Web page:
Sunday, 17 February 2013

UltrAspire Molecular Belt System Review

Those who know me will know I am not one to be that interested in technical intricacies or specification of kit - one of the things I love about ultra running is its simplicity. But over the past 3 years of running ultras I have trialled and errored and learnt the hard way how important the practical parts of racing are. If you have an ill-fitting race belt or hydration pack you will be travelling a long way with the niggles.

Box of goodies
On talking to the European distributor of ultra gear company UltrAspire about the Western States, they kindly sent me a box of gear goodies to see me through training and racing with a view to doing a few reviews along the way. I'd been admiring their lightweight race packs for a while, some of which are co-designed by Krissy Moehl, eilte American ultra runner and one-time UTMB champion. Started by Bryce Thatcher, who also started Ultimate Direction before designing for Nathan, it is a relatively new company which, as the name indicates, is targeted specifically at the ultra running community.

I tried the Molecular Belt System (MBS) out on recent training runs and during the Thames Trot 50 ultra earlier this month. Its such a personal preference but lightweight race belts have always been my gear comfort zone and having always run with belts rather than packs the MBS would have been my natural first choice of all UltrAspire's products.

The main design concept of the MBS is interesting: that you can choose any one of a possible eight 'core' pieces and attach it to one of a possible five belt connectors. These are all interchangeable, so you can decide which combinations of the two components fit your running and racing best. The core pieces mainly consist of bottle options, designed to sit around the back of the waist. They include the Fusion (two small 0.24 litre bottles), the Synapse (one larger 0.6 litre bottle, in a bottle pocket with a large capacity zipper for gels etc) or the Nerve (large 0.6 litre bottle in a more lightweight bottle pocket). There are also other core pieces which act like additional connctors for minimalism or extra pocket space, I guess for those who are running shorter or have have lots of support.

The connector options are essentially the waist belt parts, designed to fit around the front of the waist. They include the Atom (waist belt with small mesh pouch), the Cell (with larger mesh pouch), the Peptide (minimalist belt with just a elastic cord for holding gels and a tiny mesh pocket for electrolyte pills or other small essentials) and the Neutron (pouch designed specifically for a gel bottle).

See the full range of core and connector pieces here or watch the intro video on the MBS.

I chose the Nerve as my core and the Cell as my connecter:
The Nerve

The Cell

With Western States training/long runs in mind I need a belt that will hold a decent volume of water (for the UK not in the US where you'd probably need to run with two large bottles in the summer) as well as nutrition and essentials like phone, keys, money etc.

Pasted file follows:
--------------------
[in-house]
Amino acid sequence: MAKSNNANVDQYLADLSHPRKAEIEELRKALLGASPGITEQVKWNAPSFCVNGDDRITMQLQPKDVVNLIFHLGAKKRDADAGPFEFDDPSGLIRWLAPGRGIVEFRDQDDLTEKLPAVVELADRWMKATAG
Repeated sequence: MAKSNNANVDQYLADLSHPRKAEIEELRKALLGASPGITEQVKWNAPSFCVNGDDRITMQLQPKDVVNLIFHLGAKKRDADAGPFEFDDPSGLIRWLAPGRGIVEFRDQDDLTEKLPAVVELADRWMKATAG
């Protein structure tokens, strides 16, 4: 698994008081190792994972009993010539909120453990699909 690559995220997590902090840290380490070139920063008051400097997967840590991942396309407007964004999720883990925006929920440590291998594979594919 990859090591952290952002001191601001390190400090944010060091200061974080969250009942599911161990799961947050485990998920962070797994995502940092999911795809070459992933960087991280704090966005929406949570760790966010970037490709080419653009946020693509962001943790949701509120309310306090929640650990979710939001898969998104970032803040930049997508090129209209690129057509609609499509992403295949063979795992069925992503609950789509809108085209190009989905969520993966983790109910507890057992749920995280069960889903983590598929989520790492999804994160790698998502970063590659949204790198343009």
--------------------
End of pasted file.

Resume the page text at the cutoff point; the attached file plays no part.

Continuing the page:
What I like is the sheer number of options the different components give, depending on your need for nutrition capacity, water, extra pockets etc. The Cell pouch is a lot larger than the standard pouches on race belts, and I could get my iPhone, keys and a couple of gels in there. If you weren't carrying a huge phone then you'd most likely be able to squeeze 9 or 10 gel packs in. There is a handy inner pocket inside the pouch, offering security for cash cards, keys etc.

Or the Fusion core

Other options: the Electron connector

I ordered a small and at first thought this was going to be too tight, but the belt actually naturally fits higher around the waist than other belts I am used to, and in this position I've found it extremely comfortable - almost barely there. In the Thames Trot I found that I had to be careful when refilling/replacing the bottle and re-stocking the pouch at aid stations, as its important to get the bottle/belt back into the correct position - when replaced correctly it almost moulds to your shape but incorrectly it can jar.

I don't really like the weight of carrying a full bottle - something I am trying to get used to for Western States - so at the Thames Trot I just half filled my bottle and drank a lot at each check point. This probably added to my feeling of the belt being barely there. Thankfully wasn't any chaffage either - in my experience this can surprise you out of the blue at races even when wearing gear you haven't chaffed with in the past (after the West Highland Way last year I ended up with quite severe belly button issues!).

The bottle top was pretty easy to screw on and off and there doesn't seem to be any leakage when running with a full bottle, as I've found with so many other bottles (Nathan being an example). There's a handy wee finger loop on the side of the bottle too, and with the Nerve core there is also an elastic cord on the side of the bottle pocket which you could fasten a waterproof or other clothing item into if need be.

So my verdict on the MBS is entirely positive when worn for the right type of run or race. Though I have to say after spouting my preference for race belts this last few days I've been trying out the 'Surge' hydration vest. I think I am a convert! But I'll leave that to another post to avoid being disloyal to the MBS...

No comments:

Post a Comment

The North Face Endurance Challenge: a shortlived high and many lows

4am in a freezing park in Sausalito, Marin County, 12 hours after stepping off a plane in San Francisco, two days after running a work event...